The first reason and maybe the most important reason of all is that you may not have any kids that are qualified to run the business.
And these qualifications could come in many different ways. They could not have the education. They could not have the background. They could just not be good enough.
I know we never want to say that about our kids but they’re just not cut out to run the company. But, being able to really analyze that and dig in to that from an analytical perspective and not an emotional perspective is critically important because what it take is more that just company. It’s your family, it’s your legacy. It’s their ability to thrive and live in the future when you’re gone or when you retire.
It’s all about you too because when you retire you want this business to hopefully be able to continue to sustain your life and your goals and aspirations so, really make sure that you are evaluating your kids and whoever you decide to take over your business to make sure that they are qualified to do that.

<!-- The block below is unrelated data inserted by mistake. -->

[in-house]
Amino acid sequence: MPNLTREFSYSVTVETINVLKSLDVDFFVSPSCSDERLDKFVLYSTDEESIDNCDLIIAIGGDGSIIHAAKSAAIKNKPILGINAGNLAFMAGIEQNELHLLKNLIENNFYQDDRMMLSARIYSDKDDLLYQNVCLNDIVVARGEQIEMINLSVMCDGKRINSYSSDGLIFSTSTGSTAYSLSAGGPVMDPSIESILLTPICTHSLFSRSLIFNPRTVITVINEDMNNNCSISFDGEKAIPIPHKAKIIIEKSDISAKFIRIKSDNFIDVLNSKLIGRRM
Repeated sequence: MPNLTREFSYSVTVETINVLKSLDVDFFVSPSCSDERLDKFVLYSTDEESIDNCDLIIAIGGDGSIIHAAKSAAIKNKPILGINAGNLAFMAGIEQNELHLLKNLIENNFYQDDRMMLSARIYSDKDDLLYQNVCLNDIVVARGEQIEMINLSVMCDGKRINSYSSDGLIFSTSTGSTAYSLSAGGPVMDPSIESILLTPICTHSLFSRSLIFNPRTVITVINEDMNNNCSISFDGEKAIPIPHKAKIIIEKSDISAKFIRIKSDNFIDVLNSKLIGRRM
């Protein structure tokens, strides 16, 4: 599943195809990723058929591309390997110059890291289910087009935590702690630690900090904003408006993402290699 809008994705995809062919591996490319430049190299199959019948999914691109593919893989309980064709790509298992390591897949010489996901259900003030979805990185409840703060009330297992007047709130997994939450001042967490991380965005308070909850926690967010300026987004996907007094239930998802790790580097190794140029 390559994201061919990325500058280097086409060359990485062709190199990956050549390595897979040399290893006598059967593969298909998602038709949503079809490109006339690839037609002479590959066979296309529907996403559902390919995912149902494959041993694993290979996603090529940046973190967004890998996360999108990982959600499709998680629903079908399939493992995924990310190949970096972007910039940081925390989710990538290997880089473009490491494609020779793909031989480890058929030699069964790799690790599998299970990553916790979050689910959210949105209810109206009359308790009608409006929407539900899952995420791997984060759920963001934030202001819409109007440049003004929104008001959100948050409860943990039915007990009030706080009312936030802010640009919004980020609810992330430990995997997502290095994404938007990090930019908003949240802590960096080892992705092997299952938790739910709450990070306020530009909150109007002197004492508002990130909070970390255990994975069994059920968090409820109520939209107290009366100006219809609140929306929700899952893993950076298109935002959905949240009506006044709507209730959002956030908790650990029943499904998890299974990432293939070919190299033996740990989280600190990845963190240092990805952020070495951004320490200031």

The second reason that it is not a great idea to have a family member succeed in the business is they may not want to.
I can’t tell you how may come into the office and to do some estate planning and some business succession planning and they just tell me that they’re going to give the business to their kids, and I say “well, do they want to own the business? Do they know anything about the business? Are they interested in the business?”
And they say “well, no, not really,” and those two things don’t often don’t connect. We just assume that we are going to give everything we have to our family when we are gone and it may not be the best option, because you’re going to give the business to someone who doesn’t know how to run the it, who doesn’t have the same passion same as you do, who maybe doesn’t care about it.
They are going to do one thing. They are going to run that business right into the ground and like I said, its going to affect you, your family, it’s going affect your kids. So remember that when you’re thinking about selecting your kids to run your business.
The third reason you may not want to have your kids run your business is because there maybe someone better out there to do it, and that person might be sitting right in front of you.